The Rights Revolution by Michael Ignatieff
(CBC Massey Lecture)

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Synopsis

Since the proclamation of the Universal Declaration of Human Rights in 1948, human rights have become the dominant language of the public good around the globe. Nowhere is this more apparent than in Canada. The long-standing fights for aboriginal rights, the linguistic heritage of French-speaking Canadians, and same-sex marriage have steered the country into a full-blown “rights revolution” — one that is being watched carefully around the world. Are group rights jeopardizing individual rights? When everyone asserts his or her rights, what happens to collective responsibility? Can families survive and prosper when each member has rights? Is rights language empowering individuals while weakening community? These essays, taken from Michael Ignatieff's famous Massey Lectures, addresses these questions and more, arguing passionately for the Canadian approach to rights that emphasizes deliberation rather than confrontation, compromise rather than violence. In a new afterword, the author explores Canada’s political achievements and distinctive stance on rights, and offers penetrating commentary on more recent world events.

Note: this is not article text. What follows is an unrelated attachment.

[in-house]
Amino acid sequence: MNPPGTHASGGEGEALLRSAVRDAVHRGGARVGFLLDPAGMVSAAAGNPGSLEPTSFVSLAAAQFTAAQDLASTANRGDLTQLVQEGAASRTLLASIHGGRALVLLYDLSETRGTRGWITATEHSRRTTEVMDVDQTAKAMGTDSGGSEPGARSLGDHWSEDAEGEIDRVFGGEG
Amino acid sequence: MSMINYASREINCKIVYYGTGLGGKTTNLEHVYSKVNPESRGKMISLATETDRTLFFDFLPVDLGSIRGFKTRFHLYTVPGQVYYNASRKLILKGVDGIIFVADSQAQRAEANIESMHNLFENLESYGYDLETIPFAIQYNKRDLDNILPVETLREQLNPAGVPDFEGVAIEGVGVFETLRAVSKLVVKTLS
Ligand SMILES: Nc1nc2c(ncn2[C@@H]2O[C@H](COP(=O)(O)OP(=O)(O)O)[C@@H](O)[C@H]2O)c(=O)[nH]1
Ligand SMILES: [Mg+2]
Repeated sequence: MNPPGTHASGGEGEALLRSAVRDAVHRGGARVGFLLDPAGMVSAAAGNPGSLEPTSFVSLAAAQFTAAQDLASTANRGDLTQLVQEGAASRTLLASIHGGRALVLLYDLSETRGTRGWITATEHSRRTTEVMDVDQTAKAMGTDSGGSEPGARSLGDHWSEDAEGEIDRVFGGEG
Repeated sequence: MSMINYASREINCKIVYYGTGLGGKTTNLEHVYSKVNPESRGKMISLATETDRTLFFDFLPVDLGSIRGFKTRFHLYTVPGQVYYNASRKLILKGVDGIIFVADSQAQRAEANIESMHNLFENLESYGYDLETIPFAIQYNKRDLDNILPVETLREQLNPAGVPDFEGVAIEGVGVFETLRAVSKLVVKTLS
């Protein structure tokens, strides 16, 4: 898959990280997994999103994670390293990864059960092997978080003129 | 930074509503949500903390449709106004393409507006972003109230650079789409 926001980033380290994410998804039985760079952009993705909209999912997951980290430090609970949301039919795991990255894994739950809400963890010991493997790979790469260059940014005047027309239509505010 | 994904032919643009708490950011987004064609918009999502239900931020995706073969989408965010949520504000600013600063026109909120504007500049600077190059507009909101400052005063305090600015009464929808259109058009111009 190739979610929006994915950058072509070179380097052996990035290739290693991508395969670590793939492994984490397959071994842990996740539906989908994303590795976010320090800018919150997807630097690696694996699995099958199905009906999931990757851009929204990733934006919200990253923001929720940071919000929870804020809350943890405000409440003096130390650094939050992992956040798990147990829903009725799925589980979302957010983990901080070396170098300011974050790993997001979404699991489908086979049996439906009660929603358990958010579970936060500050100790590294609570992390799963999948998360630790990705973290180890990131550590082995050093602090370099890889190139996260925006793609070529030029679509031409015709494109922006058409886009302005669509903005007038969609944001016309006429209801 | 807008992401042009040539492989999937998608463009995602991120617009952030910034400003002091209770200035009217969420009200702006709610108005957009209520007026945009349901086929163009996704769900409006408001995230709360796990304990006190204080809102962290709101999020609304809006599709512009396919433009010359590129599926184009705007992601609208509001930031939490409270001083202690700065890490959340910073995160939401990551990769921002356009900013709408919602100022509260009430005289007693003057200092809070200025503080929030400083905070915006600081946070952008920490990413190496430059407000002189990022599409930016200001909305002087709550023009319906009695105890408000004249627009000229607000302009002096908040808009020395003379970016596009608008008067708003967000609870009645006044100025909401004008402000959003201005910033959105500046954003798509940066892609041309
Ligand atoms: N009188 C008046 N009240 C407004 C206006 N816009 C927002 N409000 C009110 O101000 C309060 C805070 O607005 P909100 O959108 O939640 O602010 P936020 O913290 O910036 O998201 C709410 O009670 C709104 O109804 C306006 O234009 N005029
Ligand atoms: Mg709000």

About Michael Ignatieff

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Michael Ignatieff, born in Toronto in 1947. But at the age of 11, Ignatieff was sent to Toronto to attend Upper Canada College as a boarder in 1959. At UCC, Ignatieff was elected a school prefect as Head of Wedd's House, was the captain of the varsity soccer team, and served as editor-in-chief of the school's yearbook. As well, Ignatieff volunteered for the Liberal Party during the 1965 federal election by canvassing the York South riding. He resumed his work for the Liberal Party in 1968, as a national youth organizer and party delegate for the Pierre Elliott Trudeau party leadership campaign. He then went on to continue his education at the University of Toronto and Harvard and Cambridge universities. In 1976, Ignatieff completed his Ph.D in History at Harvard University. He was granted a Cambridge M.A. by incorporation in 1978 on taking up a fellowship at King's College there. Michael Ignatieff has written television programs for the BBC, novels, and works of nonfiction. He has also authored essays and reviews for several publications including The New York Times. From 1990-93, he wrote a weekly column on international affairs for The Observer. His family memoir, The Russian Album, received Canada's Governor General Award in 1988. His second novel, Scar Tissue, was short-listed for the Booker Prize in 1993. Other nonfiction works include A Just Measure of Pain, the Penitentiary in the Industrial Revolution and the Warrior's Honor: Ethic War and the Modern Conscience.
 
Published September 1, 2000 by House of Anansi Press. 172 pages
Genres: Political & Social Sciences, Law & Philosophy, Literature & Fiction. Non-fiction

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